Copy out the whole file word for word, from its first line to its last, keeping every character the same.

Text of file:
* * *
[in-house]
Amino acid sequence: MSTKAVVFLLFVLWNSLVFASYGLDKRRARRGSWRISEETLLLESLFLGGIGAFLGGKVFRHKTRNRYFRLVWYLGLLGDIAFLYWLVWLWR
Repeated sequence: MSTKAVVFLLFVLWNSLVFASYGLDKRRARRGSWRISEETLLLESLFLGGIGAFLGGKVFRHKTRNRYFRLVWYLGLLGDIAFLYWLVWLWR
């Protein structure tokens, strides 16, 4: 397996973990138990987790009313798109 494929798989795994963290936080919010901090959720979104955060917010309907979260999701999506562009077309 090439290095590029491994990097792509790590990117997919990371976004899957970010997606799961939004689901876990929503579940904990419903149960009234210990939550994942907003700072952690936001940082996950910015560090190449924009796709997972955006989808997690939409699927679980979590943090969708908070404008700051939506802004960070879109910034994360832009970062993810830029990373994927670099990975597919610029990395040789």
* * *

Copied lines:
[in-house]
Amino acid sequence: MSTKAVVFLLFVLWNSLVFASYGLDKRRARRGSWRISEETLLLESLFLGGIGAFLGGKVFRHKTRNRYFRLVWYLGLLGDIAFLYWLVWLWR
Repeated sequence: MSTKAVVFLLFVLWNSLVFASYGLDKRRARRGSWRISEETLLLESLFLGGIGAFLGGKVFRHKTRNRYFRLVWYLGLLGDIAFLYWLVWLWR
């Protein structure tokens, strides 16, 4: 397996973990138990987790009313798109 494929798989795994963290936080919010901090959720979104955060917010309907979260999701999506562009077309 090439290095590029491994990097792509790590990117997919990371976004899957970010997606799961939004689901876990929503579940904990419903149960009234210990939550994942907003700072952690936001940082996950910015560090190449924009796709997972955006989808997690939409699927679980979590943090969708908070404008700051939506802004960070879109910034994360832009970062993810830029990373994927670099990975597919610029990395040789």